2011 Year of the Rabbit

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By Lily Chung, Ph.D.

1915 • 1927 • 1939 • 1951 • 1963 • 1975 • 1987 • 1999 • 2011

Year of the Rabbit
Year of the Rabbit

The Year of the Rabbit starts on Feb. 4, 2011. Rabbit people are born under the sign of prudence. A rabbit is intelligent, well mannered, and prefers a quiet and peaceful existence. Being methodical and watchful, she is an efficient worker and usually succeeds in her chosen profession. She also has a tendency to put pleasure before work.

Rabbit years are not known for great inventions or great projects, as these things take strenuous and focused effort to complete. However, as prudence rules the year, most rabbit years are peaceful and relatively quiet. Don’t expect massive demonstrations or verbal fights. Traveling slows down as well.

This influence is global. It does not predict the occurrence of special events or affect individuals in specific manners. There are too many variables involved. Our personal energy is the fundamental factor in our destiny. Our attitude in handling our life also makes a world of difference.

The dog is the rabbit’s best friend. The goat and pig are its teammates. Being favored, they will enjoy a winning edge.

The rooster, as the No. 1 opponent of the ruling rabbit, is likely to have a rattling year. Rooster people can expect more involuntary changes or extra work. Take precautions, plan ahead to allow yourself more space for surprises or changes. Avoid new ventures and financial partnership, and focus on what you do best. Expect unwanted changes and hard work.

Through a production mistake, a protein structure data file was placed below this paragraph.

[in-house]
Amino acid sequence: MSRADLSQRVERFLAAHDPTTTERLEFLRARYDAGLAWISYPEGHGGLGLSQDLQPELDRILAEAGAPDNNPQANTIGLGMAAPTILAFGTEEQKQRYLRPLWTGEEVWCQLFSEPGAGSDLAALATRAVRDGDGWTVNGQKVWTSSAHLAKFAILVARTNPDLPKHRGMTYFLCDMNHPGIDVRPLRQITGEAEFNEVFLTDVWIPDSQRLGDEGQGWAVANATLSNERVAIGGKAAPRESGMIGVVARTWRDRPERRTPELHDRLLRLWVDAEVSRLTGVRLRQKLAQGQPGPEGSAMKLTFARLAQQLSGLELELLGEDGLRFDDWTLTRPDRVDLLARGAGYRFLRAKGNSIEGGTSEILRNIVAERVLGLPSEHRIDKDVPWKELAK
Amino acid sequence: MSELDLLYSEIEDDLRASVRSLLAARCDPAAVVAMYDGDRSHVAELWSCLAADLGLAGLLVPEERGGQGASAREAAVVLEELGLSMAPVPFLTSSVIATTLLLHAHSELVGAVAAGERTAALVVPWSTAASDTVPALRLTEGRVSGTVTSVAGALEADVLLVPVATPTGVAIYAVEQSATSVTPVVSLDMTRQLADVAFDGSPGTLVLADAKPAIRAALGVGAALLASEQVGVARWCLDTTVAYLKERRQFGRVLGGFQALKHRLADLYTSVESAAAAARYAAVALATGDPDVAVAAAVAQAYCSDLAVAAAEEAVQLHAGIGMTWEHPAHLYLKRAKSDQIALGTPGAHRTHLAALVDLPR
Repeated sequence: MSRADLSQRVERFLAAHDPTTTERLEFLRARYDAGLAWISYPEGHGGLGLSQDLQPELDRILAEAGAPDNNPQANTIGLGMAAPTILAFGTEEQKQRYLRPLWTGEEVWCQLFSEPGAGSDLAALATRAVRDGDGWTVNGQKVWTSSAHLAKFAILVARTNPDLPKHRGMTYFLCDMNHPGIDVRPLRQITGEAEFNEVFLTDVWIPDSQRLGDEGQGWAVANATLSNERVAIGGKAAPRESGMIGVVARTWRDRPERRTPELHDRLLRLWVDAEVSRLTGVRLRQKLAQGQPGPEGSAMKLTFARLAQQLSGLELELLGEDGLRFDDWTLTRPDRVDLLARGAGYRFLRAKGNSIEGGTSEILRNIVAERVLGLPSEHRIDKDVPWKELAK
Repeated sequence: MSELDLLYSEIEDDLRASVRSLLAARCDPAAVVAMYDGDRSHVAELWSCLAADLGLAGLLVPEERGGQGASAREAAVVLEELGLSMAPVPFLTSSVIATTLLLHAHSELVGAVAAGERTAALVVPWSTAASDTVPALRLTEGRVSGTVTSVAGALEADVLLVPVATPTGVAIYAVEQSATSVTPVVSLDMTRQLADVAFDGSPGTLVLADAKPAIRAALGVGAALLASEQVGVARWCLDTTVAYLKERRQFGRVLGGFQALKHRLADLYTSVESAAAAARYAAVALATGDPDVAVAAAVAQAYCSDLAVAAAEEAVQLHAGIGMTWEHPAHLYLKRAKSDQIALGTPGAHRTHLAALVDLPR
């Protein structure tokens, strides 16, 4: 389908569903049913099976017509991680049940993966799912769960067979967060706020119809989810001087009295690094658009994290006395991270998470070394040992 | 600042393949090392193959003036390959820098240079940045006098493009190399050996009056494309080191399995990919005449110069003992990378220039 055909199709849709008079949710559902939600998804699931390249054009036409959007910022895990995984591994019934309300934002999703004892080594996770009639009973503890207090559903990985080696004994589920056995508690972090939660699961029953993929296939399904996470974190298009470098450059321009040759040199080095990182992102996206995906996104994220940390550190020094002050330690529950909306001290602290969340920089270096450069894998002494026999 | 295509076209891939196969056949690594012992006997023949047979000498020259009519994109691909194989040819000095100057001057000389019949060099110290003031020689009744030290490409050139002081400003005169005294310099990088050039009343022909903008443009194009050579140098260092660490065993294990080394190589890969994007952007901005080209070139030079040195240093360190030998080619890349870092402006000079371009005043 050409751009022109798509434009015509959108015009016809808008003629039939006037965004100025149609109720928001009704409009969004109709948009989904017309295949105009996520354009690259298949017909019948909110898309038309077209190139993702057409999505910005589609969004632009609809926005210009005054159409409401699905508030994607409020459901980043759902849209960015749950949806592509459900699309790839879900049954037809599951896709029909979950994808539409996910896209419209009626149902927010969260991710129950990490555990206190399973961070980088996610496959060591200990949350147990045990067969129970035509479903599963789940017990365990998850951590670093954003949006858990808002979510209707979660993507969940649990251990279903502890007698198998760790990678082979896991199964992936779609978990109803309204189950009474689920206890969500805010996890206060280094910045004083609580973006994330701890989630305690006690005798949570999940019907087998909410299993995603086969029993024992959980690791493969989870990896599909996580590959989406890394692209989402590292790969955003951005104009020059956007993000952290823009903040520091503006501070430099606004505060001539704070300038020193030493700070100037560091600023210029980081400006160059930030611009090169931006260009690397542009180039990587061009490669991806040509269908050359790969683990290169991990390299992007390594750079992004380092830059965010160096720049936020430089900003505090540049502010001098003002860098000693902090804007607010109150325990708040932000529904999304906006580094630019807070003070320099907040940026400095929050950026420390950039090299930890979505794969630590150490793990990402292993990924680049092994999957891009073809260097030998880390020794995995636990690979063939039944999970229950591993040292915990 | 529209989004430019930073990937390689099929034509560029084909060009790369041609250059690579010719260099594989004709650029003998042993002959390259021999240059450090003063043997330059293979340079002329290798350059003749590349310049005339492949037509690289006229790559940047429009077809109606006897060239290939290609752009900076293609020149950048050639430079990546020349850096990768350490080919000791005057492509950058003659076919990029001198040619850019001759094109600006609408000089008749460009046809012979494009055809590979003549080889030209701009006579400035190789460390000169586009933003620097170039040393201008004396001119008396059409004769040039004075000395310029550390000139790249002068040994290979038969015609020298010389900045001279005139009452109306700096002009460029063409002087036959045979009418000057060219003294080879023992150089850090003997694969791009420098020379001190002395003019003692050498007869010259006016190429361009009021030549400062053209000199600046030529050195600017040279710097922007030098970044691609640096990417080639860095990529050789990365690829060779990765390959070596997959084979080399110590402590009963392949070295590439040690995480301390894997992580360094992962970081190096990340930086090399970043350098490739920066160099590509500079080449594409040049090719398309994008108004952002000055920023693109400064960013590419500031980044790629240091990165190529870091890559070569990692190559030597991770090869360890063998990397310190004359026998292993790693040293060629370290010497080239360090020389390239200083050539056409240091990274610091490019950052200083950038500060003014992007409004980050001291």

Not all roosters are being rattled. The magnitude varies with the signs of their birth month and date. Those undergoing a good luck cycle will fare a lot better. In any event, peace is unlikely to come by easily.

What is your strategy to survive the clashing and the bump if you are a rooster? When you can’t fight the ruler, pacify it. Entertain the rabbit by inviting his friends to a party. Display or wear a figurine of a pig, a goat, or a dog to keep the rabbit busy having fun, consequently leaving you alone. If you have a hard time living with these animals, you may anchor the rooster with an ox or snake, making it less vulnerable to stumbling.

To learn more from Dr. Chung, connect with her on Facebook.

M! Feb/Mar 2011.

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